The longest federal government shutdown in US history continued today, affecting around 800,000 federal workers, major agencies including the Environmental Protection Agency, and national scientific research on climate and the environment.
In December, the EPA had planned to use unexpired multi-year and “no year” funding to keep most workers on the job, Nature’s Lauren Morello explained. But those funds ran out at the end of last month, prompting the agency to close and furlough the majority of its workers.
The agency issued a shutdown contingency plan for handling operations on December 31 that explained exemptions including some Superfund and critical laboratory work. Around 800 employees are allowed to continue working at the agency by law, the Hill’s Timothy Cama reported.
Whether the law allows EPA employees to help the agency’s acting administrator Andrew Wheeler prepare for his confirmation hearing during the shutdown has become a point of contention, however. Wheeler, a longtime lobbyist for coal, mining, and other energy companies, took the reigns after Scott Pruitt resigned over the summer. His hearing is currently scheduled for this Wednesday.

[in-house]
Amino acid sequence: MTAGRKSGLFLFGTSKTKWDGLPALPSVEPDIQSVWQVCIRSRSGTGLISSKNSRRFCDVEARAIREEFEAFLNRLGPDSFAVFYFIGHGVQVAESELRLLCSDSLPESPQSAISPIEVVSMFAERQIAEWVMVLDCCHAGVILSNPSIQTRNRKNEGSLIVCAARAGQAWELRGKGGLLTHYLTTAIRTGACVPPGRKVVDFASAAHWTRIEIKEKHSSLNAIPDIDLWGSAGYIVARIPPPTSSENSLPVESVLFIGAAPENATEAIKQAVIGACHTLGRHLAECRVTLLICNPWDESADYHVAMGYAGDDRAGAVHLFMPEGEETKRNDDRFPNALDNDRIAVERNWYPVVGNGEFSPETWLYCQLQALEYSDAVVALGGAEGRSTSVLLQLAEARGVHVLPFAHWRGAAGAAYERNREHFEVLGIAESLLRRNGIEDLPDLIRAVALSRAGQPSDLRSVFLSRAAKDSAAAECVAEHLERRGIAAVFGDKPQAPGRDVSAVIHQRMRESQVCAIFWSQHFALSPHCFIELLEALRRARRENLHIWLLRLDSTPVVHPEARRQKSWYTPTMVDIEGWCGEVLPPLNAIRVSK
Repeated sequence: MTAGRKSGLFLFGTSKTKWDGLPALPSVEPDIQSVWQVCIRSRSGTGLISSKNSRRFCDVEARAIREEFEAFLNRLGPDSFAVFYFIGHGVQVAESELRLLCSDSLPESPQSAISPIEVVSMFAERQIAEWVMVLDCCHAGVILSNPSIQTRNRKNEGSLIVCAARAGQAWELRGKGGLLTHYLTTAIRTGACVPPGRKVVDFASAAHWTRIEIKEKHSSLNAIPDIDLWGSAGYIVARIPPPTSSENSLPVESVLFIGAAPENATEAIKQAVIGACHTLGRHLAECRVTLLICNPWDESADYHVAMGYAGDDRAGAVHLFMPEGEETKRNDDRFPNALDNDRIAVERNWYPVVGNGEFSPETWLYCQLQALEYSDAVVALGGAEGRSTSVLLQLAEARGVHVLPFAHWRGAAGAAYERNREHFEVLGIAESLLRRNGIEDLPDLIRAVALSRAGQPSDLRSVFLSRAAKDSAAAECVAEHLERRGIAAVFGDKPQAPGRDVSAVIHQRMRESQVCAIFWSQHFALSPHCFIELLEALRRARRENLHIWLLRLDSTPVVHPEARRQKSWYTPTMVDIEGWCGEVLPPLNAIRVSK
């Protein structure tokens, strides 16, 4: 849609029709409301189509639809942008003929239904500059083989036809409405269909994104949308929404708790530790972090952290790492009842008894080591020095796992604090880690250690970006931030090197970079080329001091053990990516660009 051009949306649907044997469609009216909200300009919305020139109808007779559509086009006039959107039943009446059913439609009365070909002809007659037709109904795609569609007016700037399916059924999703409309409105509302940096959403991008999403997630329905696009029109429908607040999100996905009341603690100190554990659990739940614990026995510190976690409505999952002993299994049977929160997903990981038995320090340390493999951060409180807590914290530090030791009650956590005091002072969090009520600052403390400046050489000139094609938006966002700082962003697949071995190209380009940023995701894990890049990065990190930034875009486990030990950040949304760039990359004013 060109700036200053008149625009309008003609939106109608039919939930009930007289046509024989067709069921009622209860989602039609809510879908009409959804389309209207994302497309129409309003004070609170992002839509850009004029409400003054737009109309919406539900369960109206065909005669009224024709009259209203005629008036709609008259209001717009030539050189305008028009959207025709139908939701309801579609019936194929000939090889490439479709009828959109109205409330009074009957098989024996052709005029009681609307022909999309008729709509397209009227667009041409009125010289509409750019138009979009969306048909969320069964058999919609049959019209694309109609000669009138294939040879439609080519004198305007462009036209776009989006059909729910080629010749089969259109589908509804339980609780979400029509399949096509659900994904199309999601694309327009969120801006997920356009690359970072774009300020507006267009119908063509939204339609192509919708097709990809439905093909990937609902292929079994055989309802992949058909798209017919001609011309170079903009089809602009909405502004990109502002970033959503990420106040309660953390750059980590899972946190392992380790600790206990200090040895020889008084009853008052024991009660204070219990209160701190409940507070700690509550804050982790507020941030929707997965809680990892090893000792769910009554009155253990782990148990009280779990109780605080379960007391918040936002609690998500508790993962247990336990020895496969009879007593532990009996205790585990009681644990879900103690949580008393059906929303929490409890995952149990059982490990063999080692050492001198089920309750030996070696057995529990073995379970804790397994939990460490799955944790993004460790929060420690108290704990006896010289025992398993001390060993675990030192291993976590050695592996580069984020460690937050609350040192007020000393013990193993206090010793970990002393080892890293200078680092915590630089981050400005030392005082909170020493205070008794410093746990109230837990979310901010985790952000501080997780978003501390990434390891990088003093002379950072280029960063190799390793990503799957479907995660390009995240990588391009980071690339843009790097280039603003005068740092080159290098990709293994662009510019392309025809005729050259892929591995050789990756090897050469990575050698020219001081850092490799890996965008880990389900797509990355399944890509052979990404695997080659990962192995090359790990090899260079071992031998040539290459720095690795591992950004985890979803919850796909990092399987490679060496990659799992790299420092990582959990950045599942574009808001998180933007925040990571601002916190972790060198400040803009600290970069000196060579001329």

Climate Research and Pollution Monitoring Halted
Meanwhile, climate scientists say the shutdown is having a negative effect on climate modeling at a crucial time, CNN meteorologist Brandon Miller noted. Normally at this time of year, the Environmental Modeling Center would be collaborating with hurricane forecasters, making adjustments to models based on new research and lessons gleaned from the latest hurricane season, Miller reported.
“But of the 200 people that work on these and other [National Oceanic and Atmospheric Administration] forecast models at the EMC, and their various government contractors, only one of them is currently working through the shutdown,” he wrote. “The other 199 are deemed ‘non-critical’ and are furloughed, unable to access their computers to even check on the progress of their models until the government shutdown ends.”
In addition, the shutdown has halted inspection of chemical factories, power plants, oil refineries, water treatment plants, and thousands of other industrial sites for pollution violations, the New York Times’ Coral Davenport reported.
“There is also the impact of no inspectors in the field doing unannounced inspections,” Cynthia Giles, who headed the agency’s enforcement division under the Obama administration, told Davenport. “Will that result in more violations because companies know EPA isn’t watching?” Giles asked.
CNN’s Phil Mattingly reported this morning that talks in Washington are currently stalled and no meetings have been scheduled for today on Capitol Hill.
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